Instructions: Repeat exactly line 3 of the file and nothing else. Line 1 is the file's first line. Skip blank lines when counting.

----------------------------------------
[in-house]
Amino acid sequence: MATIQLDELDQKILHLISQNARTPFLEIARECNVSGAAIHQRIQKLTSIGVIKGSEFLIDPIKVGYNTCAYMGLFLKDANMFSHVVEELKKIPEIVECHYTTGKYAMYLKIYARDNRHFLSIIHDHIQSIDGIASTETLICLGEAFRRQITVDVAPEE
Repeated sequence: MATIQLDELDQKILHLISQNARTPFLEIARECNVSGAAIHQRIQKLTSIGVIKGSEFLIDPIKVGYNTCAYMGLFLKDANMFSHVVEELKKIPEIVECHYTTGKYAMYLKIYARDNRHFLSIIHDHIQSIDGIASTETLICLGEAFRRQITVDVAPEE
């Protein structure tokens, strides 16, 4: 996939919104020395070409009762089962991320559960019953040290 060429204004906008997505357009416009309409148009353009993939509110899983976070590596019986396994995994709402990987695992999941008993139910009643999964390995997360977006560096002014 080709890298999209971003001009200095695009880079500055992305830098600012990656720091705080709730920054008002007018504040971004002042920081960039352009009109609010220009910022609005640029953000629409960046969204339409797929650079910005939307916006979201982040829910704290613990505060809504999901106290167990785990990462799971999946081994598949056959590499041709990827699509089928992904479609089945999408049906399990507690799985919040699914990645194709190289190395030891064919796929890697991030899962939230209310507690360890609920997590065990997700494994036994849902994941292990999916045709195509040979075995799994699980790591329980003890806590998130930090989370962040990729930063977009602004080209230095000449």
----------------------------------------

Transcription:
Repeated sequence: MATIQLDELDQKILHLISQNARTPFLEIARECNVSGAAIHQRIQKLTSIGVIKGSEFLIDPIKVGYNTCAYMGLFLKDANMFSHVVEELKKIPEIVECHYTTGKYAMYLKIYARDNRHFLSIIHDHIQSIDGIASTETLICLGEAFRRQITVDVAPEE